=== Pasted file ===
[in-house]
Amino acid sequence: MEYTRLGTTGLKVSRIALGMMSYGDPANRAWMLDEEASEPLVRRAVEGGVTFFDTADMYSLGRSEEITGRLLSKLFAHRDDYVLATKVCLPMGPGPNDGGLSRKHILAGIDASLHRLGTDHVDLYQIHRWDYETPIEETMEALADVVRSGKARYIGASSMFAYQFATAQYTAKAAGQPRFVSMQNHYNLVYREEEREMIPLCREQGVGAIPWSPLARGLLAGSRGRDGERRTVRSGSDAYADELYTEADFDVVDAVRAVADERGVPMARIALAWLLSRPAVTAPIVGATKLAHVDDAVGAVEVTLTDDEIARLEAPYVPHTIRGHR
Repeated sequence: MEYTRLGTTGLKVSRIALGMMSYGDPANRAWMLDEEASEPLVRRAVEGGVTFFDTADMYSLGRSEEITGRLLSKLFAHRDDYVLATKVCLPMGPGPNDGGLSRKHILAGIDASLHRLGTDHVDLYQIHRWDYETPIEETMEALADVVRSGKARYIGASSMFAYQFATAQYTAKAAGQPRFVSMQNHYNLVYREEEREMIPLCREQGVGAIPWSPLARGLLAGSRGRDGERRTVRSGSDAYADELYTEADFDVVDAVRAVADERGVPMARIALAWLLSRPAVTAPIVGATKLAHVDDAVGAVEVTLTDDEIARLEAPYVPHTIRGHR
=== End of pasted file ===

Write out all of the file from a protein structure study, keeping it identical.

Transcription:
[in-house]
Amino acid sequence: MEYTRLGTTGLKVSRIALGMMSYGDPANRAWMLDEEASEPLVRRAVEGGVTFFDTADMYSLGRSEEITGRLLSKLFAHRDDYVLATKVCLPMGPGPNDGGLSRKHILAGIDASLHRLGTDHVDLYQIHRWDYETPIEETMEALADVVRSGKARYIGASSMFAYQFATAQYTAKAAGQPRFVSMQNHYNLVYREEEREMIPLCREQGVGAIPWSPLARGLLAGSRGRDGERRTVRSGSDAYADELYTEADFDVVDAVRAVADERGVPMARIALAWLLSRPAVTAPIVGATKLAHVDDAVGAVEVTLTDDEIARLEAPYVPHTIRGHR
Repeated sequence: MEYTRLGTTGLKVSRIALGMMSYGDPANRAWMLDEEASEPLVRRAVEGGVTFFDTADMYSLGRSEEITGRLLSKLFAHRDDYVLATKVCLPMGPGPNDGGLSRKHILAGIDASLHRLGTDHVDLYQIHRWDYETPIEETMEALADVVRSGKARYIGASSMFAYQFATAQYTAKAAGQPRFVSMQNHYNLVYREEEREMIPLCREQGVGAIPWSPLARGLLAGSRGRDGERRTVRSGSDAYADELYTEADFDVVDAVRAVADERGVPMARIALAWLLSRPAVTAPIVGATKLAHVDDAVGAVEVTLTDDEIARLEAPYVPHTIRGHR